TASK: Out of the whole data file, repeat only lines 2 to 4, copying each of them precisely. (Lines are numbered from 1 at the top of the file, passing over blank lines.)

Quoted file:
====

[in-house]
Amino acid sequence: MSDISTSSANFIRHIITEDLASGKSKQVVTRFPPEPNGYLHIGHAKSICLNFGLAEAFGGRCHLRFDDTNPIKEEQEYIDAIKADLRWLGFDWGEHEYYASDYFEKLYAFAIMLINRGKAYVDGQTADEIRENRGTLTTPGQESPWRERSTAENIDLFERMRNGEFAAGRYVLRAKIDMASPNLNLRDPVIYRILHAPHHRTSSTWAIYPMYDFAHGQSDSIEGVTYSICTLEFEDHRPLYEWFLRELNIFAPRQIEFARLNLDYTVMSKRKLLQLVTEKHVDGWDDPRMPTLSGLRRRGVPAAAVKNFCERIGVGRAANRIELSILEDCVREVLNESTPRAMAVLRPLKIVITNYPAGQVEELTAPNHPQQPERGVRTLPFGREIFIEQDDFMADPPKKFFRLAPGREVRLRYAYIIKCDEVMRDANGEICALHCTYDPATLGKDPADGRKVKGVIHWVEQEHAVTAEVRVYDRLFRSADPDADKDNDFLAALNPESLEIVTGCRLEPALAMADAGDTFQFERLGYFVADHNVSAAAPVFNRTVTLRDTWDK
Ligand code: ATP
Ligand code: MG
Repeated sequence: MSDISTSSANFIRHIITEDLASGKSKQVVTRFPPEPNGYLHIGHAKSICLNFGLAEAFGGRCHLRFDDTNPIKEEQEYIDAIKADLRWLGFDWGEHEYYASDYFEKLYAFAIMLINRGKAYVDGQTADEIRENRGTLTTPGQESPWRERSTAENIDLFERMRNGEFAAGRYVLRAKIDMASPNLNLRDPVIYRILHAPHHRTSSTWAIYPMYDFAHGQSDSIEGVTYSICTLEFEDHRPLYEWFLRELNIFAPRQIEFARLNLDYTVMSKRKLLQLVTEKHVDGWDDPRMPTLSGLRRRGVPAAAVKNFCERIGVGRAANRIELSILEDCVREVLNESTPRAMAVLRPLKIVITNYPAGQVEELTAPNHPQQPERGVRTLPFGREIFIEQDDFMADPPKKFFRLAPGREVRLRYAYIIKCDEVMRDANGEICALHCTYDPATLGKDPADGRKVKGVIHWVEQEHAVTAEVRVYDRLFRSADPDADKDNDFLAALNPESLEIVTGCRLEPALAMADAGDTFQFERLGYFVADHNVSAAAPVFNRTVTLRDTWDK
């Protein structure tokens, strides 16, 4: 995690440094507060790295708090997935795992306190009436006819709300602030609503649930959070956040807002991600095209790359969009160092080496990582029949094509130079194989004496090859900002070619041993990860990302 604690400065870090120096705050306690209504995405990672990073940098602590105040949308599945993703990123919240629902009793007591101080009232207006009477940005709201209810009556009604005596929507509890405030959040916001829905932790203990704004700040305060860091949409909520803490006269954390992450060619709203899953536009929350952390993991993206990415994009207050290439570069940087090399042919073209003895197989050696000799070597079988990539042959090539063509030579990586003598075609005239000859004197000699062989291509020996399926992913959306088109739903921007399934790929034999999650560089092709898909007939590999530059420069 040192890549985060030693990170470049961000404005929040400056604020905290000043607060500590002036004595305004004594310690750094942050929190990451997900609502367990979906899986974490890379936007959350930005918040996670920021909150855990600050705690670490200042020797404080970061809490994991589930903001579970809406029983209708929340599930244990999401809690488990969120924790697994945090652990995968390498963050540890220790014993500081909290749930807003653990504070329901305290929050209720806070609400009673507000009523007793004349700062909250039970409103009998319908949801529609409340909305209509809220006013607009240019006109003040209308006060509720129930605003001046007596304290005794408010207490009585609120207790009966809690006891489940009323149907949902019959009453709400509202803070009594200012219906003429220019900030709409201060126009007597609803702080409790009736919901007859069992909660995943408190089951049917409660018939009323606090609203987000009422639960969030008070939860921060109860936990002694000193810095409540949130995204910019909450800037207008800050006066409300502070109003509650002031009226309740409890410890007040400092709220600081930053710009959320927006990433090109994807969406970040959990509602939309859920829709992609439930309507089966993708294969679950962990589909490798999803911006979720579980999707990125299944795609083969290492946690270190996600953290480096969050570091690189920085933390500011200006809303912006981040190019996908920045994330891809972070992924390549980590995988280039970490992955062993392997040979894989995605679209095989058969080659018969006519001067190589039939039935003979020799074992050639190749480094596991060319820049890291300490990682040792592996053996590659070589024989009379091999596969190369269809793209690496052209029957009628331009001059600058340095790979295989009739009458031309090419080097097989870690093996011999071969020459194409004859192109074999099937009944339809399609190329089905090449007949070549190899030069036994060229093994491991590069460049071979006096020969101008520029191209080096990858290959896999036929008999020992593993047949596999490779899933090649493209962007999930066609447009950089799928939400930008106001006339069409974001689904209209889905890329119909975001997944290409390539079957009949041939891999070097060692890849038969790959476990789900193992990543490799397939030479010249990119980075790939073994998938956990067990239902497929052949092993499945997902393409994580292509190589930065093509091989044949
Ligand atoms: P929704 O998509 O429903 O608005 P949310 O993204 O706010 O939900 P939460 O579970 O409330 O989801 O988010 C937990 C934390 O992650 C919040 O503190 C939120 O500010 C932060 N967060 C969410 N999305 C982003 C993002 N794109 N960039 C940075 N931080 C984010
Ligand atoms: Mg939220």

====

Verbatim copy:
Amino acid sequence: MSDISTSSANFIRHIITEDLASGKSKQVVTRFPPEPNGYLHIGHAKSICLNFGLAEAFGGRCHLRFDDTNPIKEEQEYIDAIKADLRWLGFDWGEHEYYASDYFEKLYAFAIMLINRGKAYVDGQTADEIRENRGTLTTPGQESPWRERSTAENIDLFERMRNGEFAAGRYVLRAKIDMASPNLNLRDPVIYRILHAPHHRTSSTWAIYPMYDFAHGQSDSIEGVTYSICTLEFEDHRPLYEWFLRELNIFAPRQIEFARLNLDYTVMSKRKLLQLVTEKHVDGWDDPRMPTLSGLRRRGVPAAAVKNFCERIGVGRAANRIELSILEDCVREVLNESTPRAMAVLRPLKIVITNYPAGQVEELTAPNHPQQPERGVRTLPFGREIFIEQDDFMADPPKKFFRLAPGREVRLRYAYIIKCDEVMRDANGEICALHCTYDPATLGKDPADGRKVKGVIHWVEQEHAVTAEVRVYDRLFRSADPDADKDNDFLAALNPESLEIVTGCRLEPALAMADAGDTFQFERLGYFVADHNVSAAAPVFNRTVTLRDTWDK
Ligand code: ATP
Ligand code: MG